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April 19, 2022

500 Blog Posts and Counting…

I know it’s hard to imagine – and it’s even difficult for me to say – but this is the 500th blog post we’ve published since opening our doors 10 years ago (10 years ago this week, coincidentally). That’s about one blog post per week – every week – for 10 years. And boy am I tired!

When I mentioned this little factoid to someone recently, they asked, “What does it take to do that… to crank out a fresh piece of content every week?” I couldn’t give a good answer then, but after thinking about it for a few days, here’s how I think it happened:

  1. I write for my clients. For buyers and perspective buyers. I try to imagine a particular client sitting across the desk from me and nodding their head in agreement (or not) with what I’m writing. It’s never what I want to write about, it’s what I think they want to read… and that’s how I decide on the topics.
  2. I have a routine. I’m a creature of habit. And one of those habits is that I start drafting my weekly blog post every Saturday morning. I review it and edit it on Sunday and Monday, publish it on Tuesday and start promoting it on social media on Wednesday. And I try and stick to that schedule every single week.
  3. I measure readership. Knowing who I’m writing for (see #1) helps me understand the kind of topics I need to write about… but even my clients like some topics more than others. So, as part of my Saturday routine (see #2), I look through the Google Analytics for my blog and – over time – learn what types of articles my buyers are most interested in… and then I’ll write more posts around those topics moving forward. Here’s a hint: buyers’ interests change over time, so make sure to peek into your analytics frequently. Speaking of measurement, the 499 blog posts leading up to this one have had over 53,000 unique page views. Wow! That’s a lot of website traffic!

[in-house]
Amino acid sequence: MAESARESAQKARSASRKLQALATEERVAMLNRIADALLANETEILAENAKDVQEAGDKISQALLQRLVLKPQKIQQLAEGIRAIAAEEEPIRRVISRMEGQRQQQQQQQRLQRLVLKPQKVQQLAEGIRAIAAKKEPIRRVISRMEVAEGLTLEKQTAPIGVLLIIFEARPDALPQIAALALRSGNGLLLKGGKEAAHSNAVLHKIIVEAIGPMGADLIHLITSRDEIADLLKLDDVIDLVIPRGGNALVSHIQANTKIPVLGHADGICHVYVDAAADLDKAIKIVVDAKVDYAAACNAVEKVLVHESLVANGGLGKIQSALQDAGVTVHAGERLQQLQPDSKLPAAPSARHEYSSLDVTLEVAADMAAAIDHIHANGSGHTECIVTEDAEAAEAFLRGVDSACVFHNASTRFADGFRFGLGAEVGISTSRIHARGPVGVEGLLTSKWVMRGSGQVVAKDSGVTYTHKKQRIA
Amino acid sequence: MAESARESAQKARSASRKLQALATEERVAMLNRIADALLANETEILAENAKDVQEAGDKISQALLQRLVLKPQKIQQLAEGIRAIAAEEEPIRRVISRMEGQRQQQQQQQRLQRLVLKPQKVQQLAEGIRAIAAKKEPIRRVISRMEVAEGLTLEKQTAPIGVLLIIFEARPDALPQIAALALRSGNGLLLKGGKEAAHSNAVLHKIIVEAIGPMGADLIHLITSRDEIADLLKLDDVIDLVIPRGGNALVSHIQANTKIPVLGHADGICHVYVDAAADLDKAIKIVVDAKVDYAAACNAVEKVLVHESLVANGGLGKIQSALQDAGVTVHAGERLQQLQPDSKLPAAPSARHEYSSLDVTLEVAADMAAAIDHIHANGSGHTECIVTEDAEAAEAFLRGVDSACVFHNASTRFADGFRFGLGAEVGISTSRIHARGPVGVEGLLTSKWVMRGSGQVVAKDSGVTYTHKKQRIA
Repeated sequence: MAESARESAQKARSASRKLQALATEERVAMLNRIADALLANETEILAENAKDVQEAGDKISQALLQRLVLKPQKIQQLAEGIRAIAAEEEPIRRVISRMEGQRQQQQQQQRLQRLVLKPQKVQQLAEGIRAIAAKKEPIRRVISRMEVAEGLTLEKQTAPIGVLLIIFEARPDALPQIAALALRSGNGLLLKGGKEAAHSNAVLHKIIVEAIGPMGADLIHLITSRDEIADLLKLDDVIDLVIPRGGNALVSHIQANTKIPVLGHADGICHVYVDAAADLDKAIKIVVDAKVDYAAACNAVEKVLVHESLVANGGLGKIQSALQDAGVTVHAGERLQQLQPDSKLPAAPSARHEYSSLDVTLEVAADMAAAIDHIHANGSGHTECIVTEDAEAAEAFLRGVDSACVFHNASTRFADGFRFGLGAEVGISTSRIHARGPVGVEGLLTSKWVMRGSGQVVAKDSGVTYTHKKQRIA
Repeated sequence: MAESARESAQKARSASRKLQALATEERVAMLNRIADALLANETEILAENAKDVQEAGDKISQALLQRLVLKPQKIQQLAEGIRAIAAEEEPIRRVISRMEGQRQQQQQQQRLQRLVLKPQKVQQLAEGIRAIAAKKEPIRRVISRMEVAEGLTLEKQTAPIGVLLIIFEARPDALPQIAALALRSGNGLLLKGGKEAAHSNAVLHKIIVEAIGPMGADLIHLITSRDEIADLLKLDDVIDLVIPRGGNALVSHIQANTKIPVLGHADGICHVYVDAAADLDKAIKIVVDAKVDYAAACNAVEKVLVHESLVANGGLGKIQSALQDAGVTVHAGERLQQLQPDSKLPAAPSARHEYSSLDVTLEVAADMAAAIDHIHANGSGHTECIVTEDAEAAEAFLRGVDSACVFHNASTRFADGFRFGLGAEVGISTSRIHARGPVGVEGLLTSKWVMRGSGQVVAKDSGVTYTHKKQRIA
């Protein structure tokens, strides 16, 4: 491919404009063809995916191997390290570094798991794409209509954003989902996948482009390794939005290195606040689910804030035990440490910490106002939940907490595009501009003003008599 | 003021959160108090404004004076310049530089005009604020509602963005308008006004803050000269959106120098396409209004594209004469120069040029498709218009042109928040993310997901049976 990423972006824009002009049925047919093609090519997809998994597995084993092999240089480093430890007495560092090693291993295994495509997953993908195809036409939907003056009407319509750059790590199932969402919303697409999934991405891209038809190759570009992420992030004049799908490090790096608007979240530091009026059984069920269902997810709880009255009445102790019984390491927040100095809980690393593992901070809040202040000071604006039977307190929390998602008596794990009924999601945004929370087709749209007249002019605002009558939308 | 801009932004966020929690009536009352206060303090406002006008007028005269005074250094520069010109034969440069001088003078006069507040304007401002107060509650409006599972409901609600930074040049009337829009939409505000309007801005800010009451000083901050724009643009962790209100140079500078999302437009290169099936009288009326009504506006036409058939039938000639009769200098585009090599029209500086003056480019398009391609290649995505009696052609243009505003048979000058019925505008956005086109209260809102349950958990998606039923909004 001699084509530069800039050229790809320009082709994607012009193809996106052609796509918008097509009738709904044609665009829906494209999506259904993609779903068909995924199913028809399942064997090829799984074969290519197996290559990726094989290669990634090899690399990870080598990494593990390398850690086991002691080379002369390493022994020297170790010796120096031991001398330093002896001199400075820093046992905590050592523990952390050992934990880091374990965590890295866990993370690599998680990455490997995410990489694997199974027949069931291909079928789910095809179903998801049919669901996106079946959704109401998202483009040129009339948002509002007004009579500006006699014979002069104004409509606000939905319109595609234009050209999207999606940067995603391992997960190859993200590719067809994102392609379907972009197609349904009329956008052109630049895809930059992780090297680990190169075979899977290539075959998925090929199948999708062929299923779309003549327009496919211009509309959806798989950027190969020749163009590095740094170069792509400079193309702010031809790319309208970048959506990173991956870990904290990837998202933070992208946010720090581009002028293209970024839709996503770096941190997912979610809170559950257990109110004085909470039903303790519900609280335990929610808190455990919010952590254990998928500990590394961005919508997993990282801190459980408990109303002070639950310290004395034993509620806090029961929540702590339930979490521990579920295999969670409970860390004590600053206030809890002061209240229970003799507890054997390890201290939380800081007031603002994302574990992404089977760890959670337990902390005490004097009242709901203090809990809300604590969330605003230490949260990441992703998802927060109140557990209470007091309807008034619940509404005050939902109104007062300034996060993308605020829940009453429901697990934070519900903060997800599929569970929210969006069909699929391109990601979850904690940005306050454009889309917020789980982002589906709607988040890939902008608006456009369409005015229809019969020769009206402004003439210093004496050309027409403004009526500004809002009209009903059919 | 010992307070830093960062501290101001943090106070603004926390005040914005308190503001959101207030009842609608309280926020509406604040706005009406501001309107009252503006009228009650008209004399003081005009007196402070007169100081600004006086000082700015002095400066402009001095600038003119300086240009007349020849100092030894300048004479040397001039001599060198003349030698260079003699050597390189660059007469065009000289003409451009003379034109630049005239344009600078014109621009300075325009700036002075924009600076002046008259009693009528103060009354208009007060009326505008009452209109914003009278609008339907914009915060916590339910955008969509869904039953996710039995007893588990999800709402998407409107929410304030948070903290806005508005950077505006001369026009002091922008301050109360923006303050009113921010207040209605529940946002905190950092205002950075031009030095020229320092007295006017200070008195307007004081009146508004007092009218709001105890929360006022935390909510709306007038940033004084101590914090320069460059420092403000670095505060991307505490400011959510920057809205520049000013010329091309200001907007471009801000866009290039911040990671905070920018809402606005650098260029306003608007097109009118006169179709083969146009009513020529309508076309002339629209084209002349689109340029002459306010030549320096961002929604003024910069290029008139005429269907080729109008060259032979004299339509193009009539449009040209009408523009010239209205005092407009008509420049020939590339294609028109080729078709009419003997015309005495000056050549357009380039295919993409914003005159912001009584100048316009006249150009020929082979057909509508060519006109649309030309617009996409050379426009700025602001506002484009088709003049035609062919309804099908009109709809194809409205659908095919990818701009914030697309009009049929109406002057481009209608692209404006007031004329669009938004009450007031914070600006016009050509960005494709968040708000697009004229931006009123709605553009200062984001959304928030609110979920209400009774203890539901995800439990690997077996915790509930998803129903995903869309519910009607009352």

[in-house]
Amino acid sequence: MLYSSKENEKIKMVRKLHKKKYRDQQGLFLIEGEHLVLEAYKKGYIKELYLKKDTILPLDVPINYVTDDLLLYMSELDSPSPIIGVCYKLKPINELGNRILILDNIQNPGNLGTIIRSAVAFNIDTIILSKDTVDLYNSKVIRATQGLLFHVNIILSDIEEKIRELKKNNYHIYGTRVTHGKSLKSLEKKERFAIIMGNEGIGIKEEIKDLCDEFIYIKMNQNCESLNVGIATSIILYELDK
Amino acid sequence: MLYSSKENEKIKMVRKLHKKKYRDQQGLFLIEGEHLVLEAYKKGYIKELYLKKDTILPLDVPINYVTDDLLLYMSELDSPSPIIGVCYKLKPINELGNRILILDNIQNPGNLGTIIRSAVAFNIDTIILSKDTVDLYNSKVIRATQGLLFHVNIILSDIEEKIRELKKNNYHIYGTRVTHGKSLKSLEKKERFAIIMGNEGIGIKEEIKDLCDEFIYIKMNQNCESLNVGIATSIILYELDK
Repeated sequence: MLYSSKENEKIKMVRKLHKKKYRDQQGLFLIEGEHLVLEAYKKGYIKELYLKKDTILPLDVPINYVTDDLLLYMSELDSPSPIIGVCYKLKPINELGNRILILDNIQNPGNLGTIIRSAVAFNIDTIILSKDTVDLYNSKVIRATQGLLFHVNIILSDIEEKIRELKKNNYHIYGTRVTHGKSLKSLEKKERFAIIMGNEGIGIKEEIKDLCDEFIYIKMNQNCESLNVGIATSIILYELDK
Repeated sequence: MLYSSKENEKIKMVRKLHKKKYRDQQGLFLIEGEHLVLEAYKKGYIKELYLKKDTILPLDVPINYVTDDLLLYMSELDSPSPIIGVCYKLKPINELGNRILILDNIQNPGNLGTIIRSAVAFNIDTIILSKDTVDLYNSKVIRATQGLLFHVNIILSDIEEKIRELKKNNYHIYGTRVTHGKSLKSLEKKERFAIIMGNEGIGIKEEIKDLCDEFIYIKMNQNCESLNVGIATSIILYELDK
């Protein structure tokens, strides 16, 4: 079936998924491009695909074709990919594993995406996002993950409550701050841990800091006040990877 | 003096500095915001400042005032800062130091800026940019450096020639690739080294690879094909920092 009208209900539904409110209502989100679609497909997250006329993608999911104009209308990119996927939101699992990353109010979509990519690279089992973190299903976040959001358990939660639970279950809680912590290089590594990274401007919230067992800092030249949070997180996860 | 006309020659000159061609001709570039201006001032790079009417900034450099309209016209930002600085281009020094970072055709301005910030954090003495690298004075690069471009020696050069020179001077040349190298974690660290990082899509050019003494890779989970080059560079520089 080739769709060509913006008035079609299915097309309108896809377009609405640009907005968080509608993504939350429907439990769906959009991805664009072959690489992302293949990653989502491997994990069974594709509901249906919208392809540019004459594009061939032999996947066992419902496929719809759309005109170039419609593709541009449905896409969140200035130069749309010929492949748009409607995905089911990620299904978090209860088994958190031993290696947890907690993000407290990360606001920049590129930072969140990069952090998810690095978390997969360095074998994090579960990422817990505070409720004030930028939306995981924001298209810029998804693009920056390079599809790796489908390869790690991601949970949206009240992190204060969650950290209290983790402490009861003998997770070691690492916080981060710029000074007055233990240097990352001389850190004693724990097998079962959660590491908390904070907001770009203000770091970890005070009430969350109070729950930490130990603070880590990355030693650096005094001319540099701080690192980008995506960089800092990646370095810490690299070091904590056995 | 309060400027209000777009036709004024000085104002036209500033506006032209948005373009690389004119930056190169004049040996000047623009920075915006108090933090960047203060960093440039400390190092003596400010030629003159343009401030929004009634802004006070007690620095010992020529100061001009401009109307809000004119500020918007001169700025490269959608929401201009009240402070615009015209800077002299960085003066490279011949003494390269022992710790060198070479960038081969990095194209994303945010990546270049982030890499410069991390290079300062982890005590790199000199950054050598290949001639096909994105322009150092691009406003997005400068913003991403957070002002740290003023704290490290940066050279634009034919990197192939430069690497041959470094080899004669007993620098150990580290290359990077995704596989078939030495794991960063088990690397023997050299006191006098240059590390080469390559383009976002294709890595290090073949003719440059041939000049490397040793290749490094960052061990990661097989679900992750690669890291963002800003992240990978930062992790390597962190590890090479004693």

4. I like to write. I really do. It’s a form of self-expression, it’s a way to share knowledge and help our industry get better at sales and marketing and it’s a great way to build a personal brand.
  5. Buyer feedback motivates me. On fairly frequent basis, I’ll receive an email from someone in our industry (that has read one of our blog posts) with comments like, “I really enjoyed that latest article,” or “Steve, we spent an hour at our sales meeting talking about your latest blog post,” or “Your last article really inspired us to get serious about marketing.” I guess it’s an ‘ego thing,’ but comments like that push me to keep writing.
  6. I don’t sell. Too many firms use their blog as a veiled sales pitch (and in some cases, not really all that veiled). I try not to do that. I’ll provide helpful tips, I’ll tell a story with a lesson or I’ll share an opinion. But I don’t sell. My feeling is that once you start selling, your blog posts lose all credibility.
  7. Better done than perfect. I think I’m a reasonably good writer, but I’m no Pulitzer Prize winner. My writing isn’t perfect… and that’s OK. I write a blog post. I review and edit it a couple of times. Then it’s out the door. If I was concerned about perfection, I’d spend so much time reviewing every single word and every sentence that I’d never get it posted.

Writing a blog post every week is hard work. But like anything worth doing – especially under the umbrella of marketing & sales – it’s a priority for me. And it’s a priority because blogging is at the core of our firm’s marketing and sales efforts:

  • It builds awareness, enhances our reputation and generates sales leads.
  • It’s a ‘proof source’ for our subject matter expertise.
  • It gives me something to post about on LinkedIn.
  • It gives me something to write about in our marketing emails.
  • I repurpose blog posts into e-books and webinars.
  • I use blogs as part of my ‘social selling’ process.

Bottom line: if you’re not blogging – frequently and consistently – you need to be. For the relatively small amount of time you put into writing blogs, the ROI – with all the ways you can benefit from them – is remarkable. The fact is, if I can do it… anyone can do it. The difference is that I made the commitment to make it happen. And you can, too!

Good luck and good writing!

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